Bank of England's article on money creation states:
Whenever a bank makes a loan, it simultaneously creates a matching deposit in the borrower’s bank account, thereby creating new money
Now when new money gets created it obviously reduces the value of existing money: citizens' purchasing power gets reduced.
I wonder how the interest rate logic goes; currently banks for example receive 100% of the interest paid for the loans they make. But if this money is from citizens shouldn't they get their share theoretically as well?
One argument for banks taking interests to themselves could be that banks carry the risks for the money not getting paid back. However, aren't citizens carrying the risks as well because if money is not paid back it does not get destroyed (as would happen when the money is paid back) and the related purchasing power would not be restored (just like with any loans which are not paid back)?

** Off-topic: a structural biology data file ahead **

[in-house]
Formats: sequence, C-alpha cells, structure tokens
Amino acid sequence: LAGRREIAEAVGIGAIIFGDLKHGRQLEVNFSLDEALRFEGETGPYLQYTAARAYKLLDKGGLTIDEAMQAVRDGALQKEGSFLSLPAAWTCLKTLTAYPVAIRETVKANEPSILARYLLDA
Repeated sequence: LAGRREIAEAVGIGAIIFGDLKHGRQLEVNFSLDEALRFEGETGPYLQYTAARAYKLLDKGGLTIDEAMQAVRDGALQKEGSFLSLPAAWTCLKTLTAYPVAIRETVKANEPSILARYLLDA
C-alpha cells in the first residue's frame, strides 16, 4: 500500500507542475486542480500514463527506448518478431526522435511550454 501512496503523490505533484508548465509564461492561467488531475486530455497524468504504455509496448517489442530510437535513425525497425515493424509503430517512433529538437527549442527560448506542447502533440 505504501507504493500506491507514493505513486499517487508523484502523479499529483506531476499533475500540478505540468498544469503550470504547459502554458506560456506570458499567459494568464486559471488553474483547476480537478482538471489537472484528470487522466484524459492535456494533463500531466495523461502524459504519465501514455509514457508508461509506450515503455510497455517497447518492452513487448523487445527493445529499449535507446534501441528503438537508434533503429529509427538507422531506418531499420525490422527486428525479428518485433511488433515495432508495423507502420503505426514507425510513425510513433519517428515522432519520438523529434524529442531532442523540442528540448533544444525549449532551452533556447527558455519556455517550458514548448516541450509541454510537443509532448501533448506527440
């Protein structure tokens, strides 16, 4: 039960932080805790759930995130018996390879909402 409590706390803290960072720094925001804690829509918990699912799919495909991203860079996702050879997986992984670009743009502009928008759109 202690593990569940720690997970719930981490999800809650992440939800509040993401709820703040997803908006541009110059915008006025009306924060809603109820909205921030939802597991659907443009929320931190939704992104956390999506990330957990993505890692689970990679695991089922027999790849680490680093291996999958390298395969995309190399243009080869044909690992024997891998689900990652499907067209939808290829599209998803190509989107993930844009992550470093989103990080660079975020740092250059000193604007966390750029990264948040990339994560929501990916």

Another supporting argument could be that the process of granting loans involves some work (e.g. studying the backgrounds of potential customers; paying salaries for employees) but shouldn't this be between the borrower and the lender? If citizens are involved in lending (by giving up their purchasing power) shouldn't they get a share?
Am I just missing something obvious?
Doesn't this make it extremely important for people to minimize the amount of currency they store e.g. in bank accounts, as opposed to for example investing it (assuming the amount of debt commercial banks create is likely to increase over time)?